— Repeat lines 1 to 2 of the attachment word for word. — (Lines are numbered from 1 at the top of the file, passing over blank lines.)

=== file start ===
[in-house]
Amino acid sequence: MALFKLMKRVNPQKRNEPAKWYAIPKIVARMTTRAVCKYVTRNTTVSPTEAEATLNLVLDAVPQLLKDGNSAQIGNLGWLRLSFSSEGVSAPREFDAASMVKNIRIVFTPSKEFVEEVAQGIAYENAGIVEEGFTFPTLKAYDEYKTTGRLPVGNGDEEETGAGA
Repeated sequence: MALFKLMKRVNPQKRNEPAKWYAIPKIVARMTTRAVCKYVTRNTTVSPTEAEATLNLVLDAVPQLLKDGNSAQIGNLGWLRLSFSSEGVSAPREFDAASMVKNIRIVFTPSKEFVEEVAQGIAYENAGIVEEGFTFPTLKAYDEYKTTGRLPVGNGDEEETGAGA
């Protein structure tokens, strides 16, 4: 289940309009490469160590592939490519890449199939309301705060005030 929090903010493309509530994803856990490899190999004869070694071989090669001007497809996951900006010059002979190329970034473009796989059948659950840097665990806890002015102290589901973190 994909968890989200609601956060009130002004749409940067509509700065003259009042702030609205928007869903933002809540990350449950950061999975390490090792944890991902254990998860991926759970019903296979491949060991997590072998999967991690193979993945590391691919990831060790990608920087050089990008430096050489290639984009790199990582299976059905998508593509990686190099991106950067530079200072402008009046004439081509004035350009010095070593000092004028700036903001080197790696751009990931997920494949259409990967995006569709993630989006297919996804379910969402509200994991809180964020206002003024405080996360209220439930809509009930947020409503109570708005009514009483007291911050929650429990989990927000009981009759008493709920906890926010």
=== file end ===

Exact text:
[in-house]
Amino acid sequence: MALFKLMKRVNPQKRNEPAKWYAIPKIVARMTTRAVCKYVTRNTTVSPTEAEATLNLVLDAVPQLLKDGNSAQIGNLGWLRLSFSSEGVSAPREFDAASMVKNIRIVFTPSKEFVEEVAQGIAYENAGIVEEGFTFPTLKAYDEYKTTGRLPVGNGDEEETGAGA